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Wines in the press, January 13-16

Published:  16 January, 2012

The Guardian

Would you take a bottle of Australian Chardonnay to dinner with friends?

Asks Fiona Beckett. Her guess is many wouldn't - a friend recently told her it must have been 10 years since he'd drunk the stuff. The reason is simple, she says, Aussie Chardonnay used to be as "sickly as tinned peaches pumped up with lashings of toasty oak". But of all the wines that Australia produces, Chardonnay has undergone the most dazzling transformation. So, how to spot the new, more restrained style? Beckett says avoid bottles labelled south-eastern Australia and look for ones from cooler regions such as Adelaide Hills, Margaret River, Mornington Peninsula and the Yarra Valley. For a more affordable one, Beckett recommends is Yering Station, Little Yering 2009 ( Oddbins, £8.50). From the Mornington Peninsula try Kooyong's Clonale Chardonnay 2010 (£17 Wine Society). From Western Australia she'd opt for Flametree Margaret River Chardonnay 2009 (£20,, which is a richer, more opulent style. It's true they're expensive, says Beckett, but if you'd buy a bottle of Champagne, Meursault or Cloudy Bay for a similar price, or if you're happy to spend £20 on a wine in a restaurant without blinking, you won't be short-changed.

The Financial Times
Is alcohol the key ingredient in your wine or a necessary inconvenience? Asks Jancis Robinson MW. For anyone with a low tolerance for alcohol, wine's active ingredient can be something to be feared rather than relished. On the other hand the occasional, recreational drinker on a budget, may well actively seek out those bottles that promise the heftiest hit. Alcohol levels in wine can range from as little as 5 % to levels of more than 16%. The creeping rise in alcohol levels is not necessarily due to climate change either. A working paper published last May by the American Association of Wine Economists, found the rise in alcohol content in wine was more likely, man-made. They cited in particular "evolving consumer preferences and expert ratings". In other words, a preference towards riper fruit, softer tannins and lower acidity. What was startling, however, says Robinson, was the difference between the alcohol percentages that appear on labels and the actual alcohol levels as analysed, of which many researchers say understate the true alcohol content by about 0.39% alcohol for Old World wine and about 0.45% for New World. It's a discussion Robinson expects to hear more of over the next few years to come.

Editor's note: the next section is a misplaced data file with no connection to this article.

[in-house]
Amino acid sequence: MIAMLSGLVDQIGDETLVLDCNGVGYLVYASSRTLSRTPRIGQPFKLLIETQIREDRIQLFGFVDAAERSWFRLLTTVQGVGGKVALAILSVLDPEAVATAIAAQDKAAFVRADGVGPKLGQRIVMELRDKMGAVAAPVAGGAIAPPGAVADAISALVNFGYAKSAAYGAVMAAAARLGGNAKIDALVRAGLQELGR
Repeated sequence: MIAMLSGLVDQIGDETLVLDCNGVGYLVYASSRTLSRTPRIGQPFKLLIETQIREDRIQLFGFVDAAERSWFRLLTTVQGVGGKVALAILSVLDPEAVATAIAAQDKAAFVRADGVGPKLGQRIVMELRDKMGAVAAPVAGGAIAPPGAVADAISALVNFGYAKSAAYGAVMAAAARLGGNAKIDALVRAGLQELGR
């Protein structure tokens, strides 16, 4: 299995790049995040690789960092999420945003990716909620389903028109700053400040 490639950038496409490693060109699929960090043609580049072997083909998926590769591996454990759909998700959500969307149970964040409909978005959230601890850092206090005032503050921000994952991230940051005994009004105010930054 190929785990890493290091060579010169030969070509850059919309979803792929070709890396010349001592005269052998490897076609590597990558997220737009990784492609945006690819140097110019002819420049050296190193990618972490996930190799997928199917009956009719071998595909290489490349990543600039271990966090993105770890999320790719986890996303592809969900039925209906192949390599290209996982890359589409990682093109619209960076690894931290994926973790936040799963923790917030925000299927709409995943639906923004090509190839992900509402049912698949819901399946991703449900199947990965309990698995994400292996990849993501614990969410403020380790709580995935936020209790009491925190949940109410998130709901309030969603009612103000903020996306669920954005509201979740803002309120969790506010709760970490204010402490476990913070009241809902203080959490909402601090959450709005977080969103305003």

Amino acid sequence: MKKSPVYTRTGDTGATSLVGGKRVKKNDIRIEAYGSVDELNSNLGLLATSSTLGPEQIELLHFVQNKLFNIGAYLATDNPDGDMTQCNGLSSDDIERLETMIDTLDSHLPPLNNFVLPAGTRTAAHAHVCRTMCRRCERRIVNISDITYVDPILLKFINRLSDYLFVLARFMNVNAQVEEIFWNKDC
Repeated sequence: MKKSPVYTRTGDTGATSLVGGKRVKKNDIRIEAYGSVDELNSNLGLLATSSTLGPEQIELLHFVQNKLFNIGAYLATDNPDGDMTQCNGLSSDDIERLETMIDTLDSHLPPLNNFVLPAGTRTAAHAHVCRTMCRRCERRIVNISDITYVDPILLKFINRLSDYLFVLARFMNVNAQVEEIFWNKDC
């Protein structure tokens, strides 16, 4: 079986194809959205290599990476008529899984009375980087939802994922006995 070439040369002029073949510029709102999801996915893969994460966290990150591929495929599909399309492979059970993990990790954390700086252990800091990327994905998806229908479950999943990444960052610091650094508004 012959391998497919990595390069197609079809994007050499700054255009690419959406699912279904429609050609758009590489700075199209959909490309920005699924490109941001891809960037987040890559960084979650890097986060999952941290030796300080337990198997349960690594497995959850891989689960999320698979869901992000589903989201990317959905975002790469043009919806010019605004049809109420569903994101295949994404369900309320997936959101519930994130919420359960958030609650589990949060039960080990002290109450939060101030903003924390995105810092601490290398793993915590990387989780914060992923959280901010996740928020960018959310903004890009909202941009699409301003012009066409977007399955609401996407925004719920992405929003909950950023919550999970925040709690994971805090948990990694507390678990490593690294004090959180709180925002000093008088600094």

The Independent
Anthony Rose was propping up the bar at José's tapas bar in London's Bermondsey when he was offered two red wines to taste, a Bobal and a Mencia, two relatively obscure, yet "delicious" Spanish reds. Before that he'd been to Ibérica in Marylebone, where he enjoyed a peppery La Malquerida Bobal and a Pasolasmonjas Garnacha. Continuing the tapas bar crawl, he popped into Capote y Toros, Abel Lusa's new place which sits cheek by jowl in Old Brompton Road with his Spanish restaurant Cambio de Tercio. Rose ran into Peter Dauthieu, a supplier of rare sherries, who gave him one of his single butt amontillados to try. Something is happening: it's called the tapas bar revolution, says Rose. The movement isn't yet reflected in the all-powerful off-trade where the average price of a bottle of Spanish wine is below the overall average at only £4.42. Although, he says there are encouraging signs, though, with positive developments in Waitrose, Marks & Spencer and more recently, Sainsbury's. He recommends the "wonderfully fresh and super-concentrated apple and pear", Palacio de Fefiñanes Albariño, 2010, Rías Baixas (£15.99, Waitrose).

The Daily Telegraph
No one could accuse Lidl of making a fuss about its wine, says Victoria Moore. There's certainly no fancy dressing and not even any navigational help in the way of, say, country markers. Plus the most expensive still wine Lidl sells is a St Emilion Grand Cru at £12.99, but most bottles are under a fiver, she adds. The Lidl wine-buying operation, is run by a "deceptively casual" chap called Karsten Kremer, who operates out of the budget supermarket's headquarters in Neckarsulm, near Stuttgart. But are any of the wines any good? She asks. In her opinion, there's not much point in being consistently awful. Its core range is pretty small: 50 to 60 wines in Britain which are from time to time supplemented with "promotions". Moore has tried just over 40 of them, and has to admit the word "eek" has appeared a number of times on her tasting notes. Her recommendations are its Chablis 2010 (£6.99) and Cepa Lebrel Rioja Joven 2010 (£3.99), which she says are "bargains, the pair of them."